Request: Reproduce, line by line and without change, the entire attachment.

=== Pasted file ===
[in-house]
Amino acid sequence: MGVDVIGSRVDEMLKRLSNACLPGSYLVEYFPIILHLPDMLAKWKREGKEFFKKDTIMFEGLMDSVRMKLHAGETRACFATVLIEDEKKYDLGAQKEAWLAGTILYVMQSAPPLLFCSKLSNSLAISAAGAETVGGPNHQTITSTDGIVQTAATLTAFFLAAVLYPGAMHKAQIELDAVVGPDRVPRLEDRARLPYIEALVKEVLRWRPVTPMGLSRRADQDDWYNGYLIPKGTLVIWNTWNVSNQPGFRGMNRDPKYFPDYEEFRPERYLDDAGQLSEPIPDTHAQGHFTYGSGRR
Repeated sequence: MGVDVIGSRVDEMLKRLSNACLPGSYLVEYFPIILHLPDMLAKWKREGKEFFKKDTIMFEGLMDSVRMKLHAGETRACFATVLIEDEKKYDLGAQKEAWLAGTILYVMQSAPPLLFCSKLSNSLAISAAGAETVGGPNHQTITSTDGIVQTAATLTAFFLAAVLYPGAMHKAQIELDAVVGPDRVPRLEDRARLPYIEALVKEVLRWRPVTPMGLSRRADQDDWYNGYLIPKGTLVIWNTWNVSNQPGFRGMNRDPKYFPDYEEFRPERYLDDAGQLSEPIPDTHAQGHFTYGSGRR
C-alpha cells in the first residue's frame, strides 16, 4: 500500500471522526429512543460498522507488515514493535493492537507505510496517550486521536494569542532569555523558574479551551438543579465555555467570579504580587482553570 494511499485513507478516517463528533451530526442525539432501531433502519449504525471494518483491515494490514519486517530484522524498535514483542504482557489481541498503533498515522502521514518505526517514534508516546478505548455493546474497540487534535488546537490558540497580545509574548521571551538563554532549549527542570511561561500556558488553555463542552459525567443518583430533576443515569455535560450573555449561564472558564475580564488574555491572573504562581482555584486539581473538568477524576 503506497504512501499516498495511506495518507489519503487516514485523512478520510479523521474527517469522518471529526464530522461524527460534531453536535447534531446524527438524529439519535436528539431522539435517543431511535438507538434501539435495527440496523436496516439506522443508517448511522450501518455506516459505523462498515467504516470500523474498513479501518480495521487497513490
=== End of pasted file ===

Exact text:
[in-house]
Amino acid sequence: MGVDVIGSRVDEMLKRLSNACLPGSYLVEYFPIILHLPDMLAKWKREGKEFFKKDTIMFEGLMDSVRMKLHAGETRACFATVLIEDEKKYDLGAQKEAWLAGTILYVMQSAPPLLFCSKLSNSLAISAAGAETVGGPNHQTITSTDGIVQTAATLTAFFLAAVLYPGAMHKAQIELDAVVGPDRVPRLEDRARLPYIEALVKEVLRWRPVTPMGLSRRADQDDWYNGYLIPKGTLVIWNTWNVSNQPGFRGMNRDPKYFPDYEEFRPERYLDDAGQLSEPIPDTHAQGHFTYGSGRR
Repeated sequence: MGVDVIGSRVDEMLKRLSNACLPGSYLVEYFPIILHLPDMLAKWKREGKEFFKKDTIMFEGLMDSVRMKLHAGETRACFATVLIEDEKKYDLGAQKEAWLAGTILYVMQSAPPLLFCSKLSNSLAISAAGAETVGGPNHQTITSTDGIVQTAATLTAFFLAAVLYPGAMHKAQIELDAVVGPDRVPRLEDRARLPYIEALVKEVLRWRPVTPMGLSRRADQDDWYNGYLIPKGTLVIWNTWNVSNQPGFRGMNRDPKYFPDYEEFRPERYLDDAGQLSEPIPDTHAQGHFTYGSGRR
C-alpha cells in the first residue's frame, strides 16, 4: 500500500471522526429512543460498522507488515514493535493492537507505510496517550486521536494569542532569555523558574479551551438543579465555555467570579504580587482553570 494511499485513507478516517463528533451530526442525539432501531433502519449504525471494518483491515494490514519486517530484522524498535514483542504482557489481541498503533498515522502521514518505526517514534508516546478505548455493546474497540487534535488546537490558540497580545509574548521571551538563554532549549527542570511561561500556558488553555463542552459525567443518583430533576443515569455535560450573555449561564472558564475580564488574555491572573504562581482555584486539581473538568477524576 503506497504512501499516498495511506495518507489519503487516514485523512478520510479523521474527517469522518471529526464530522461524527460534531453536535447534531446524527438524529439519535436528539431522539435517543431511535438507538434501539435495527440496523436496516439506522443508517448511522450501518455506516459505523462498515467504516470500523474498513479501518480495521487497513490